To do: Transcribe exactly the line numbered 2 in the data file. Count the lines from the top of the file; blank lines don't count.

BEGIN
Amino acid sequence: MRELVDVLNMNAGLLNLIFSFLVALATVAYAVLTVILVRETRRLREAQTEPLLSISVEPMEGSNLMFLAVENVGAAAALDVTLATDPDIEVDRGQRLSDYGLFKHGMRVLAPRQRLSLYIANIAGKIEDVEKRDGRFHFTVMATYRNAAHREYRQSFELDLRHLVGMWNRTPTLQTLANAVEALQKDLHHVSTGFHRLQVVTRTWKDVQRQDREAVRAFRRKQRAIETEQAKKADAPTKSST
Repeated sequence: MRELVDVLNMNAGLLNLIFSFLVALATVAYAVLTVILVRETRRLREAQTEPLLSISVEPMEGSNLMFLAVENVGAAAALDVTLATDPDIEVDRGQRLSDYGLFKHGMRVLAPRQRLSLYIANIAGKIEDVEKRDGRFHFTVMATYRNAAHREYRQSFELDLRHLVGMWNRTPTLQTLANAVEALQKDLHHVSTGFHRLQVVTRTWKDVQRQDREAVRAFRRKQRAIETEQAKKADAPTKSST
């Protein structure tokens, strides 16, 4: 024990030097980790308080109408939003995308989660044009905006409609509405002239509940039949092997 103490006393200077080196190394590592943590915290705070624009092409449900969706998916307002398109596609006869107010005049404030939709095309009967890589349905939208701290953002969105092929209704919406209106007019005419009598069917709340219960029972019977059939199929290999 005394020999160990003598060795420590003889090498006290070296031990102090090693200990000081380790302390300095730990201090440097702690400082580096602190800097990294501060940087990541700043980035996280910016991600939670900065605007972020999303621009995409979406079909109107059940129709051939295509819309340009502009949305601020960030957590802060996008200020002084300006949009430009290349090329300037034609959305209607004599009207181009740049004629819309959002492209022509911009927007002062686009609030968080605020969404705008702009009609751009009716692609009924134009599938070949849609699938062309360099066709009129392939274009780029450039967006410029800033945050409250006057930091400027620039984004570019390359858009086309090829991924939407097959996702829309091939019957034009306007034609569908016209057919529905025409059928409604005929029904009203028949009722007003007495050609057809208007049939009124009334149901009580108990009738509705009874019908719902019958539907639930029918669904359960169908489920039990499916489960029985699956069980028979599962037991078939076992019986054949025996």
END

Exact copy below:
Repeated sequence: MRELVDVLNMNAGLLNLIFSFLVALATVAYAVLTVILVRETRRLREAQTEPLLSISVEPMEGSNLMFLAVENVGAAAALDVTLATDPDIEVDRGQRLSDYGLFKHGMRVLAPRQRLSLYIANIAGKIEDVEKRDGRFHFTVMATYRNAAHREYRQSFELDLRHLVGMWNRTPTLQTLANAVEALQKDLHHVSTGFHRLQVVTRTWKDVQRQDREAVRAFRRKQRAIETEQAKKADAPTKSST